Knowing the difference between Pantone®, RGB, CMYK, what to use and when.
The colour landscape
If you work in marketing or the creative industry you will, of course, know of various ways to name colours. From Pantone to CMYK through to RGB and Hex along with lots of other phrases in between.
The important thing is to know which ones to use and where.
All too often we see designers and developers given Pantone colour references for when they’re designing websites or the colours in artwork that are marked up in RGB when it’s got to be printed on a brochure. Uh-oh.
So, we thought it would be useful to provide a basic, but nonetheless useful, guide as to what colour references to use and where so as to avoid both misunderstanding and, more importantly, unexpected results.
Let’s start with the absolute basics. Put simply, there are colour charts used for:
- Printing stuff (on paper, card etc.) for general marketing collateral.
- The web (websites, emailers and also videos – anything displayed on a screen).
- Objects (exhibition stands, corporate HQ walls, furniture etc).
They each have different charts and colours available because of one simple reason: the inks from which they are made are different because of the surface on which they will be used. Additionally, if it is for the web or screen, the colours are made from light frequencies rather than pigment in ink.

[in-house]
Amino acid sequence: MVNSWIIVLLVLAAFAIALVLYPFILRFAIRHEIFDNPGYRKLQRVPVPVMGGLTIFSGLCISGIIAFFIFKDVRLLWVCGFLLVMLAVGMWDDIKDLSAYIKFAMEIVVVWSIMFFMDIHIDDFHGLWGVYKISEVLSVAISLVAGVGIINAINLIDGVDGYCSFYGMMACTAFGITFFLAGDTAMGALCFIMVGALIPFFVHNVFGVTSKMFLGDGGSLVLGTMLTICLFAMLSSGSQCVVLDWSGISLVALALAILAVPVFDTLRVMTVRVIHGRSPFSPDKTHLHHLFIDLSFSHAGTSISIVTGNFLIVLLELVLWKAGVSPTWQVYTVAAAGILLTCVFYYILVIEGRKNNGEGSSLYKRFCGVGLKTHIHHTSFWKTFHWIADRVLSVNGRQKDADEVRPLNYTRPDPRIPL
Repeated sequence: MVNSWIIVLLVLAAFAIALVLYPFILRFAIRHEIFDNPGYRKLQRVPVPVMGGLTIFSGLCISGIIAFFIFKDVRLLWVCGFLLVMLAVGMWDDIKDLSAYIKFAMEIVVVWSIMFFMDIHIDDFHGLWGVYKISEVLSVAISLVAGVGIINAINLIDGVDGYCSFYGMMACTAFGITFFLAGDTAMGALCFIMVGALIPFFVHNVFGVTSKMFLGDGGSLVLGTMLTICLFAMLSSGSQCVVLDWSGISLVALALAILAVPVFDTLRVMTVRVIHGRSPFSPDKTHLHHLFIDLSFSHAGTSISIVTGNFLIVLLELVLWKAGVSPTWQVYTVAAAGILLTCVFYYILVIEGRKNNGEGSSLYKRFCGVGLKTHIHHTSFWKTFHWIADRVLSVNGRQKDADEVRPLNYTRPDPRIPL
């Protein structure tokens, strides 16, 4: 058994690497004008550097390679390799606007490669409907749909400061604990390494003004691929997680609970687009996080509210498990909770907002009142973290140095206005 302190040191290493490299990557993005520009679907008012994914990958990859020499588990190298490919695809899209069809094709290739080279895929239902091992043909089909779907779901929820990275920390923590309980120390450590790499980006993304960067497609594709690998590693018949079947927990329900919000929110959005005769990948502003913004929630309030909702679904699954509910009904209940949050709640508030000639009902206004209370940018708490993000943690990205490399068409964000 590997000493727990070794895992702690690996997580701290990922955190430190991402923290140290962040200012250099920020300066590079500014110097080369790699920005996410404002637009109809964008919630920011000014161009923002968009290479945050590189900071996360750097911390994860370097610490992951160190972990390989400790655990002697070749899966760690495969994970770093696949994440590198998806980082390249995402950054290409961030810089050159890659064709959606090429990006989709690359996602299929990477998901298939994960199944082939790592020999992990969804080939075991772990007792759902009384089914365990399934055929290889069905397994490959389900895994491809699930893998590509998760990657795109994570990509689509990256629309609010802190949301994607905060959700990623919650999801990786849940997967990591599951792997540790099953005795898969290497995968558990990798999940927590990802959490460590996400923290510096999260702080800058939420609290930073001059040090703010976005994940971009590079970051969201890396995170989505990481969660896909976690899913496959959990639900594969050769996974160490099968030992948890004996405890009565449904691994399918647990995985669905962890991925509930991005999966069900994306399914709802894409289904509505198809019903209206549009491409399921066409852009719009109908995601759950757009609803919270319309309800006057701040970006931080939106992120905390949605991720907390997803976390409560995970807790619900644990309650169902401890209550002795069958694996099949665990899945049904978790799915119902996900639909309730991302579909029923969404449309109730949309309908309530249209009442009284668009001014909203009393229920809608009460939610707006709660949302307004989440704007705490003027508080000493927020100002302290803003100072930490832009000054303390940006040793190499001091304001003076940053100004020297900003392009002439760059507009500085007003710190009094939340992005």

Let’s start with printed stuff
We’re talking about business cards, brochures, leaflets, etc. – anything that gets printed on a paper-based material or where the printing is applied to the surface of something, such as a pen with a company logo on it. This method uses inks with pigments in it.
When it comes to printing stuff, there are only three ways to specify colours:
Pantone® (also known as spot colours), CMYK (also known as four-colour process) and digital printing (we’ll address this one at the end).
CMYK (An acronym made up of the four base colours of Cyan, Magenta, Yellow & Black (represented by the letter K from the old days when black was used as the ‘keyline’ – hence ‘K’ for keyline.). The image below will be familiar to you. This process is the most common and provides us with all the colours of the rainbow (give or take) and allows us to print in full photographic colour. It used to be the most expensive, but nowdays much less-so and is the most commonly used. The upside is you can print photos. The CMYK inks are mixed together in different percentages to achieve an infinite number of colours, really. Downside is that sometimes solid colours can appear a little dull or ‘muddy’.
Pantone® – which is actually a trademarked name, is a system of solid colours that are solid, vibrant and come in 1867 different colours. They are displayed in swatch books, like the one opposite, and are used to specify a very particular colour usually in addition to CMYK or instead of when just printing one or two colours. They cannot be mixed with CMYK but can be printed as extra colours on specific areas.